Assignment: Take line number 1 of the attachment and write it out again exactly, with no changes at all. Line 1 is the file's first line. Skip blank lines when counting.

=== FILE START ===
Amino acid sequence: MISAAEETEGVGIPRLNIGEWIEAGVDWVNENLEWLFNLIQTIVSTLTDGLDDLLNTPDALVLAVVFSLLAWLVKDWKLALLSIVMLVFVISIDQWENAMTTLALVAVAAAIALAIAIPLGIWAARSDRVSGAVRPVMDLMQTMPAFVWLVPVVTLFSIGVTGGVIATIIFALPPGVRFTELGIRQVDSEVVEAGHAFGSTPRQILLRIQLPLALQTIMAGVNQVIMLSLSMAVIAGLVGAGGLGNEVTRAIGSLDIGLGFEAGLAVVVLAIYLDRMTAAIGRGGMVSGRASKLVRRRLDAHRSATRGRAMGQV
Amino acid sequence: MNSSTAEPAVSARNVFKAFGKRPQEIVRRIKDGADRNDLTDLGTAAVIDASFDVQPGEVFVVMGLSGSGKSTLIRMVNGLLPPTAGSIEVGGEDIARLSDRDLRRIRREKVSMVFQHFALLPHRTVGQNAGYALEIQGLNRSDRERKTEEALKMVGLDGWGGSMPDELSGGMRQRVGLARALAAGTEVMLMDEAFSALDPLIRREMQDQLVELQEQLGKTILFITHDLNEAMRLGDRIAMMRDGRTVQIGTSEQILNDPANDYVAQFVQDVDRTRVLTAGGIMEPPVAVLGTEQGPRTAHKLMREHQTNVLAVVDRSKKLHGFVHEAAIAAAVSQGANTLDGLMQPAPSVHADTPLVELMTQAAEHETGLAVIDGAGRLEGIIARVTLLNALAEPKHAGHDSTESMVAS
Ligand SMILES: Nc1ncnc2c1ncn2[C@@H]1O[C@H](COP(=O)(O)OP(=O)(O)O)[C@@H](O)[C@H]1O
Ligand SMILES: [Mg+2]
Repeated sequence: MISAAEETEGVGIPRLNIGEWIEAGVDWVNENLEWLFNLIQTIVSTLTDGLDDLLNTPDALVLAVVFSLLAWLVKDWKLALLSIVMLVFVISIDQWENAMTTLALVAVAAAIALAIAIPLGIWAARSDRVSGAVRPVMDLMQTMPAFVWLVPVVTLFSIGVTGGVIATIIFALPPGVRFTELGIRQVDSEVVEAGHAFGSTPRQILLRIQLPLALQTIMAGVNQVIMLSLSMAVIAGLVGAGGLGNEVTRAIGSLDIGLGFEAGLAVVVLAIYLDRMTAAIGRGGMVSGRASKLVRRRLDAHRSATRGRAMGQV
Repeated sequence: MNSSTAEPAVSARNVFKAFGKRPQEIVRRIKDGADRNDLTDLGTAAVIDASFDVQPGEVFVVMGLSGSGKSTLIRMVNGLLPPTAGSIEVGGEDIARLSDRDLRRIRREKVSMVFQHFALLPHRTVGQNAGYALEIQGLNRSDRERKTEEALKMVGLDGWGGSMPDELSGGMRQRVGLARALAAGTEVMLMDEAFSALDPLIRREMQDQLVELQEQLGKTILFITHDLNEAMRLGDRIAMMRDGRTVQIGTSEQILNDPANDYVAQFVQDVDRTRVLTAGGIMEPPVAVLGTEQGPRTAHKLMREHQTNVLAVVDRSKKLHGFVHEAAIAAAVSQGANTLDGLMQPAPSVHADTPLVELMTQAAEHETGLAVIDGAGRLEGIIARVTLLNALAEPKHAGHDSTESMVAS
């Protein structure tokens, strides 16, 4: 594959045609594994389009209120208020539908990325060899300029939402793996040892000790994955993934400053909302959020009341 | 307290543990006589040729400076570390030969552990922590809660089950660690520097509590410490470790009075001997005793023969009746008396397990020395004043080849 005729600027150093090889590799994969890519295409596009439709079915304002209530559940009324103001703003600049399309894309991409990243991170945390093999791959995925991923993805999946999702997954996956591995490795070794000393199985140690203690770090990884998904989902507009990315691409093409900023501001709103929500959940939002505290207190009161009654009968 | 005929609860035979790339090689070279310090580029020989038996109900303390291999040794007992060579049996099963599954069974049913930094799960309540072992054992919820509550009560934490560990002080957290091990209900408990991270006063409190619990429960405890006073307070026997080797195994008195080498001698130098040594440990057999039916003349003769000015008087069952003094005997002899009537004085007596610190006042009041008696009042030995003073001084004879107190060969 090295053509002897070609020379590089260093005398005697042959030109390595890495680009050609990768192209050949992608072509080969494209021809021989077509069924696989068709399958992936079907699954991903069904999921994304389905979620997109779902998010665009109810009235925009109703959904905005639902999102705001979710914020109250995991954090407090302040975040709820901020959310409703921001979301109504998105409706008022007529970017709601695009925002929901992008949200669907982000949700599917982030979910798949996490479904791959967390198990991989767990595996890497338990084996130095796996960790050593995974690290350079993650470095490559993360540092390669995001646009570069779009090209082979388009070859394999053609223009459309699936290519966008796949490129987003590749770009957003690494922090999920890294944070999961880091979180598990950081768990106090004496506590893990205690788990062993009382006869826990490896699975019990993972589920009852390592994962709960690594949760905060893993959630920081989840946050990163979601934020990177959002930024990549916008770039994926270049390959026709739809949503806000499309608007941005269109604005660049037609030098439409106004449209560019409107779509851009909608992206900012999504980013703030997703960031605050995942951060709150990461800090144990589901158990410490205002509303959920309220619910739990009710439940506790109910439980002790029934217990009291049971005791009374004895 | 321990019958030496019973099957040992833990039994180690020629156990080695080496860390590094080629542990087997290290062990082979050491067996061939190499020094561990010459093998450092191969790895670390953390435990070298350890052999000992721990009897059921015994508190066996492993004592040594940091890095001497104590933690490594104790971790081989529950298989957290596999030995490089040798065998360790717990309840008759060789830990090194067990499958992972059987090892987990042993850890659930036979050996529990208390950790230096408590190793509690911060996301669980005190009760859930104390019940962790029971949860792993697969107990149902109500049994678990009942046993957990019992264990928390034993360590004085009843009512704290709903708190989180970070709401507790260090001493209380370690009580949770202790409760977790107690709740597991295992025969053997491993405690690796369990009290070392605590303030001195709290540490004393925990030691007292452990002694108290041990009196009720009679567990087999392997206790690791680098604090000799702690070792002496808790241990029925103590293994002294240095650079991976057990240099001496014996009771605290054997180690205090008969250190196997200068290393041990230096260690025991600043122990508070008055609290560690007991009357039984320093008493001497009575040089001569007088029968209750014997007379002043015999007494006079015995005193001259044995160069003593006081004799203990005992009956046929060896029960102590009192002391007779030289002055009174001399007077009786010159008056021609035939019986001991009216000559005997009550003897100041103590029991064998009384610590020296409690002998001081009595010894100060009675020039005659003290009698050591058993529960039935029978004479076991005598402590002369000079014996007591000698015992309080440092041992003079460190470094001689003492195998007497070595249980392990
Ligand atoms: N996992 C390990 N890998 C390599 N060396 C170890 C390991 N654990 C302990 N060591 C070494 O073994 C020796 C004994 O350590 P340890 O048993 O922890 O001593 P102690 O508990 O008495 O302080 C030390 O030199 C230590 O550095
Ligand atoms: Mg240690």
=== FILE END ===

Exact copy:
Amino acid sequence: MISAAEETEGVGIPRLNIGEWIEAGVDWVNENLEWLFNLIQTIVSTLTDGLDDLLNTPDALVLAVVFSLLAWLVKDWKLALLSIVMLVFVISIDQWENAMTTLALVAVAAAIALAIAIPLGIWAARSDRVSGAVRPVMDLMQTMPAFVWLVPVVTLFSIGVTGGVIATIIFALPPGVRFTELGIRQVDSEVVEAGHAFGSTPRQILLRIQLPLALQTIMAGVNQVIMLSLSMAVIAGLVGAGGLGNEVTRAIGSLDIGLGFEAGLAVVVLAIYLDRMTAAIGRGGMVSGRASKLVRRRLDAHRSATRGRAMGQV